On Sunday 13th May, I will be speaking about my book “Save Democracy – Abolish Voting” at Conway Hall in central London. This is part of the “Thinking on Sunday” series of talks.
It’s hard to overstate the importance of “anti-imperialism” to the modern post-Leninist left. Their highest priority is to spread the word, and all kinds of moral gymnastics can be forgiven if they help to open public eyes to this not-so-obvious cause of all of the world’s problems.
It’s a touchstone. The most important argument to win. Their problem is that it’s also a tough argument to get across. For this reason, Israel is a godsend. It provides a useful, simple, parable that helps make the case for something that is a foundational belief to a political sect.
Please tell me which of these arguments do you disagree with?
1) Democracy is where the best-achievable consensus among the populace get the governance that they actually want to have over a period of time.
2) Electoral politics (with a few caveats in a good representative democracy) is where we all get the government that that the voters (often a minority) *say* they want on one particular day. It’s not exactly the same thing as “democracy”.
I’m on @RemainiacsCast here with @rosamundmtaylor @IanDunt @Dorianlynskey (just after @Andrew_Adonis) arguing that remainers need to be clear on what *they* understand democracy to be and their obligation to give people the governance that they want. https://t.co/Cdmgb5YwPx
— Paul Evans (@Paul0Evans1) January 12, 2018
My latest, in The Independent today.
1) leaving the EU could work
2) deciding to do so with a referendum guarantees it won’t & will also be damaging
3) using a 2nd referendum to exit #Brexit would make a v bad situation even worse
4) Exit-Brexit is a job for parliament alonehttps://t.co/c4mgZacdsf
— Paul Evans (@Paul0Evans1) December 18, 2017
This has just been published:
“A brilliant new book by Paul Evans, ‘Save Democracy – Abolish Voting’…says
“If we wanted to design a system in a way that helps wealthy and charismatic people con everyone easily, we could barely design anything better than electoral politics.”
Although this is a slim volume, it poses some deep questions which deserve far more attention than they’re getting.
…even if you think Paul has the wrong solution, he is at least asking the right question. And given that so few are doing even this, he’s done a massive public service.
— Chris Dillow (@CJFDillow) December 8, 2017
You can feel belief in democracy draining away – me in the Spectator https://t.co/cMEr5JKOXd
— Nick Cohen (@NickCohen4) November 28, 2017
“Paul Evans’s important pamphlet Save Democracy – Abolish Voting is disturbing, and therefore worth reading, because he shows the supposed enemies of corporate power are no less elitist.
…… Drawing on the work of Mancur Olson, Evans says that the inchoate mass of people with poorly expressed concerns have little and, on most occasions, no lobbying power to match them. Laws and regulations are changed by active minorities, who either have money (lobbyists) or the time (activists) to take up politics as a hobby, whether as the highly unrepresentative groups of party members who select candidates and elect party leaders, propagandists for causes on social media, or the supporters of single-issue campaigns.
… What make Evans’s pamphlet compelling is that traditional remedies fail to answer the problems he highlights.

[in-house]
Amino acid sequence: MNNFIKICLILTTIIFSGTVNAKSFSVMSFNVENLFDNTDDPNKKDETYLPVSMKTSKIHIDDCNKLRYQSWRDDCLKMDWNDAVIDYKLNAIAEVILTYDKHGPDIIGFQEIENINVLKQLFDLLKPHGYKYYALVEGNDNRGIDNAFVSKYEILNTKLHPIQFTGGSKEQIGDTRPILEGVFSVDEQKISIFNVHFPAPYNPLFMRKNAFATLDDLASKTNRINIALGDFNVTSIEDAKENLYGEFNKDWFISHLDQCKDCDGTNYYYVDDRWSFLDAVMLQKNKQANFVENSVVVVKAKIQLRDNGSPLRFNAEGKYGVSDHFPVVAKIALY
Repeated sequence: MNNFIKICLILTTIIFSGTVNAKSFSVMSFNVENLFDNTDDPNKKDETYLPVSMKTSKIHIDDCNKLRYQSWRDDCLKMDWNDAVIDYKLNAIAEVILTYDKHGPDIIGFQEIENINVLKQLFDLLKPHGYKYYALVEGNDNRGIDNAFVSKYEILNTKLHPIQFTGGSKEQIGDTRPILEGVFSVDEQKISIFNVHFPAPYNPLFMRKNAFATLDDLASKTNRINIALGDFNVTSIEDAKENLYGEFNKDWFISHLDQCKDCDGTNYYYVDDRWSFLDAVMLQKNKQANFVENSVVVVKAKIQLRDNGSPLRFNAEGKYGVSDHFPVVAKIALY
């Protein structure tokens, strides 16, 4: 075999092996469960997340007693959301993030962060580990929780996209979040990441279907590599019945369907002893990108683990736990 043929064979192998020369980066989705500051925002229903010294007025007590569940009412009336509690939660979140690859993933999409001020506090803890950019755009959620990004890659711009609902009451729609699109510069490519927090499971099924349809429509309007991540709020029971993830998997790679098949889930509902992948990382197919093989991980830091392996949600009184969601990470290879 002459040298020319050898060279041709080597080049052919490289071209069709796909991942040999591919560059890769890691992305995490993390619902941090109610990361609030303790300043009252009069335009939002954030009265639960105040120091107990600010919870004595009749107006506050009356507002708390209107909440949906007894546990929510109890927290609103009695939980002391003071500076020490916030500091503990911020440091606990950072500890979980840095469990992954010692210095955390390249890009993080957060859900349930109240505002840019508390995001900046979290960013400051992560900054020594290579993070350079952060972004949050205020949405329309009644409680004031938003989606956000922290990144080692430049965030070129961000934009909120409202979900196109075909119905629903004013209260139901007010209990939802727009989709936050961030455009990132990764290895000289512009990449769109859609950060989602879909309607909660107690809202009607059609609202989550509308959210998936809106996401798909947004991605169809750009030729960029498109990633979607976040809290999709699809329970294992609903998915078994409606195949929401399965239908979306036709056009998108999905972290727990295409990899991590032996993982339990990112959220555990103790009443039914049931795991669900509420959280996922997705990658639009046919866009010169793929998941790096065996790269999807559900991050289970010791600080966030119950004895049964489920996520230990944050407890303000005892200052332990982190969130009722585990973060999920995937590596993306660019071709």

… Evans’s modest proposal, presented with a touch of Swiftian irony, is that rather than give every citizen the vote, the state should give each citizen an equal sum of money to spend on politics. They could then form consortiums of like-minded people to sponsor not just politicians but everyone involved in the political process – civil servants, journalists, lobbyists and so on. Only ‘players’ who secured broad support would then be able to play the game.
….Descriptions of the failures of democracy feel alive and true in the present age. Evans’s polemic is no exception. Proposals for reform, by contrast, seem a waste of breath”
A ballot paper is supposed to send a message to the government, telling it how it should behave. There are plenty of signalling mechanisms that would do the job a lot better, and it’s a mystery why the vote has been allowed to be fetishised as it has.
There are so many different ways of making decisions. Academics decide what they know using the peer review system, or by conducting clinical trials. Judges use a jury to decide what happened so that the law can be applied. Market mechanisms are used to make decisions about production and prices.
Bookmakers, actuaries and stock markets help to decide whether something is likely to happen, so everyone can allocate their risk accordingly. Artificial intelligence makes decisions that affect everyone, and it is beginning to transform the way that professions work, and to influence the decisions that are made.
This is an extract from my forthcoming book “Save Democracy?—?Abolish Voting”. It is taken from the Introduction to the book.
The bug in democracy’s code
The variety of liberal democracy used in Europe and North America has created untold growth, prosperity and inter-democracy peace. It has been a fantastically successful experiment and no generation of humanity is as lucky as ours.
Its continuing positive development is not assured, however. One of its fatal flaws is that politicians are stuck in something that looks a lot like the prisoner’s dilemma where, in a climate of distrust, their default setting is to accuse each other, however opaquely, of being liars and thieves. Because of this, politicians fail to defend the idea of democratic governance itself.